Daily coronavirus deaths more than double in fortnight rising by nearly 500 for first time since May
UK coronavirus deaths have more than doubled in a fortnight, risingby 492 today in the largest daily increase since May.
Another 25,177 cases were recorded in the last 24 hours, the second highest daily increase ever.
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Today's rise in deaths is the highest Britain has seen since May 19, when 500 fatalities were recorded.
It is considerably bigger than last Wednesday's rise, when 310 fatalities were recorded.
The jump is also more than double the rise recorded two weeks ago (191).
Coronavirus fatalities in the UK now stand at 47,742 and 1,099,059 positive test results have been recorded overall.
It comes as…
- NHS will move to highest alert level from midnight as it faces serious Covid situation, boss warns
- Two Covid vaccines ‘could be ready by Christmas’ as NHS ready to ‘fire starting gun’ on roll out
- Lockdown to be over by Christmas but Tier system may be toughened, warns Chris Whitty
- Hospital intensive care no busier than normal even without Nightingales raising doubts whether Second Lockdown needed
Another 302 fatalities – including a 13-year-old in Nottinghamshire – were recorded in England, bringing the total number of coronavirus deaths in English hospitals to 33,637.
The patients, who died between March 30 and November 3, were aged between 13 and 100 years old – and all except 12 had underlying health conditions.
In Wales, 44 new deaths were recorded today, along with 1,202 cases.
It brings the overall Covid death toll in Wales to 1,939 with 55,658 positive test results in total.
In Scotland, 50 fatalities were logged in the last 24 hours along with another 1,433 infections.
It means 2,927 Scots have now died from coronavirus since the start of the outbreak, while 68,444 have tested positive for the bug.
In Northern Ireland, 10 more deaths were confirmed, bringing the overall death toll there to 740, with a total of 40,858 positive test results.
It comes as the NHS prepares to move to its highest alert level from midnight as Covid poses an "existential threat".
Boris Johnson has warned people could be "turned away" from hospitals if the health service is over-run with coronavirus cases.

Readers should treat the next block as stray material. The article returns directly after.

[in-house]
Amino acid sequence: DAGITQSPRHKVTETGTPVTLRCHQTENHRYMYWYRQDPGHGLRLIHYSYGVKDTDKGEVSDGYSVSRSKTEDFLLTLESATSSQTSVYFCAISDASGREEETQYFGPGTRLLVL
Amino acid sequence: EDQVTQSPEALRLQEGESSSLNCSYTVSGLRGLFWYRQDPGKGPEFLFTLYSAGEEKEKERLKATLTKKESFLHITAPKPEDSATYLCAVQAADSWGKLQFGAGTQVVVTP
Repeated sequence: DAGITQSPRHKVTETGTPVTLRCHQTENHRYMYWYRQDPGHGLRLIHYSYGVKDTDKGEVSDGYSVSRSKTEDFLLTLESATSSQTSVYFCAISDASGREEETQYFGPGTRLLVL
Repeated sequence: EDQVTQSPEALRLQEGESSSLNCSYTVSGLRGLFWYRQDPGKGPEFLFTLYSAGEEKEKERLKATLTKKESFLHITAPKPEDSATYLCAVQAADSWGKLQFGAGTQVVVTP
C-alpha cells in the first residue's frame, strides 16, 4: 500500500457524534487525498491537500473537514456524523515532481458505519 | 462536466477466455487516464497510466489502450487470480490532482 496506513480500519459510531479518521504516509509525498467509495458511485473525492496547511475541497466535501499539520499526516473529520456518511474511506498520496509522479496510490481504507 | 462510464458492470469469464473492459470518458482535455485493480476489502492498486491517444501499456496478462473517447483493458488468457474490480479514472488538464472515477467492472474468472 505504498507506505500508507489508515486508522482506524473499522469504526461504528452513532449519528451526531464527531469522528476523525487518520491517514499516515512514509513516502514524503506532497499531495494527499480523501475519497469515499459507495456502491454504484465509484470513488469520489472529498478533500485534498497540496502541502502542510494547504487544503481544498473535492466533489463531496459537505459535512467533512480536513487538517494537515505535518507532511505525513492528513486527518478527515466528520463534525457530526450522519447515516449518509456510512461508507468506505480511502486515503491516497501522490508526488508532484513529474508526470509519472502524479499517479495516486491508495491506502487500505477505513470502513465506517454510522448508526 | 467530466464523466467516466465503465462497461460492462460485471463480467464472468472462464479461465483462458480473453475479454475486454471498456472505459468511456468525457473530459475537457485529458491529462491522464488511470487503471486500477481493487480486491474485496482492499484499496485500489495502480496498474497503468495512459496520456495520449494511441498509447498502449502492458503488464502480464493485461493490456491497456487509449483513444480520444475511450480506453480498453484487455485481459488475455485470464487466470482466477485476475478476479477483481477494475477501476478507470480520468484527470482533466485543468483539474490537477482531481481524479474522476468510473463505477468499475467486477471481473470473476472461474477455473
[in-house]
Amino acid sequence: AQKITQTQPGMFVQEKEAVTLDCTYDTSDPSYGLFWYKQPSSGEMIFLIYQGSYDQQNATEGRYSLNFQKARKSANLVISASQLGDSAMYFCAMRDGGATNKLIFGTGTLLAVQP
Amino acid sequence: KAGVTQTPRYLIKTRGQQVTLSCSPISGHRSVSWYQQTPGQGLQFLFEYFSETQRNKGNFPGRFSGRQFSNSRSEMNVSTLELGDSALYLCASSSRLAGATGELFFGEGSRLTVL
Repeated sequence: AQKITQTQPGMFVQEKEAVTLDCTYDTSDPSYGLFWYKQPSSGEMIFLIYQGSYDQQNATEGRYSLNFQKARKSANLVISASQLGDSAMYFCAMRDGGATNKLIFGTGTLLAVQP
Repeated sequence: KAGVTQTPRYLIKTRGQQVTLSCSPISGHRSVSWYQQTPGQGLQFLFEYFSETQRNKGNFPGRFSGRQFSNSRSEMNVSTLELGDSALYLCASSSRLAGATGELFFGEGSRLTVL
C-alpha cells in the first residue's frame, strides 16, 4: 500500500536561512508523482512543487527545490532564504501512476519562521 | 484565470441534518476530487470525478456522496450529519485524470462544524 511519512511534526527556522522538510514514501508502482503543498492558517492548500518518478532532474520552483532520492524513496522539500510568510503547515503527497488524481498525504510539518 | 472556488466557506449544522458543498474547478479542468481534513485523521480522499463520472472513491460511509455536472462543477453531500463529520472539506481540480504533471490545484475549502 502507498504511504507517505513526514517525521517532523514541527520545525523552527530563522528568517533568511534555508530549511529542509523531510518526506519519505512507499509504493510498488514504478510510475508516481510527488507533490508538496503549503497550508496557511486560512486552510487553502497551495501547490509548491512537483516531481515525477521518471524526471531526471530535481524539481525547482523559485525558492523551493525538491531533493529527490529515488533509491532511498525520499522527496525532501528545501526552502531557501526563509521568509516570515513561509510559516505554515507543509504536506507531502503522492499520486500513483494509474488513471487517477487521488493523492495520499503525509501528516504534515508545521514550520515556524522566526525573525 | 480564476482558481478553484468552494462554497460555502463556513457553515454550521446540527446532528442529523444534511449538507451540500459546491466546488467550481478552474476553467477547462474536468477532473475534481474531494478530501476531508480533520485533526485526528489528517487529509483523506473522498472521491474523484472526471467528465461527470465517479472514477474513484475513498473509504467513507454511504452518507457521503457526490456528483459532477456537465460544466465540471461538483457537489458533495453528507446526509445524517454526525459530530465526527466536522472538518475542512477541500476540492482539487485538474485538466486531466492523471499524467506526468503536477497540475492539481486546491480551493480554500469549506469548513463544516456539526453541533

And the PM's fears were echoed by NHS chief exec Sir Simon Stevens earlier today, when he told journalists that the NHS is facing a "serious situation" over the coming winter months.
Sir Simon warned that across England, hospitals are filling up with "desperately sick" Covid patients – adding that we are close to seeing a situation worse than the first peak.
Speaking this morning at an NHS England and NHS Improvement press conference, he revealed that the level would be moved from three to four – the highest alert level.
Level 4 is an incident that requires NHS England and National Command and Control to support the NHS response. It requires the NHS to coordinate its response in collaboration with local commissioners.
Sir Simon said: "The level had to be that at the end of January and at the back end of June.
"It's not a situation anyone wants to be in", he added.
The NHS chief gave a glimmer of hope, however, when he confirmed the health service is "ready to fire the starting gun" on rolling out potential Covid vaccine doses "as and when it's needed".
His comments came after it was revealed two coronavirus vaccines could be ready by Christmas.
Head of the UK's jab taskforce Kate Bingham told MPs she hopes we will see efficacy results for the Oxford vaccine and Pfizer's jab within weeks.
Sir Simon said vaccines will be delivered at GP surgeries, pharmacies and mass testing centres – including at the Nightingale Hospitals.
He also confirmed GPs will be on standby but said any mass vaccine programme was likely to start in the New Year – pending positive trial results.
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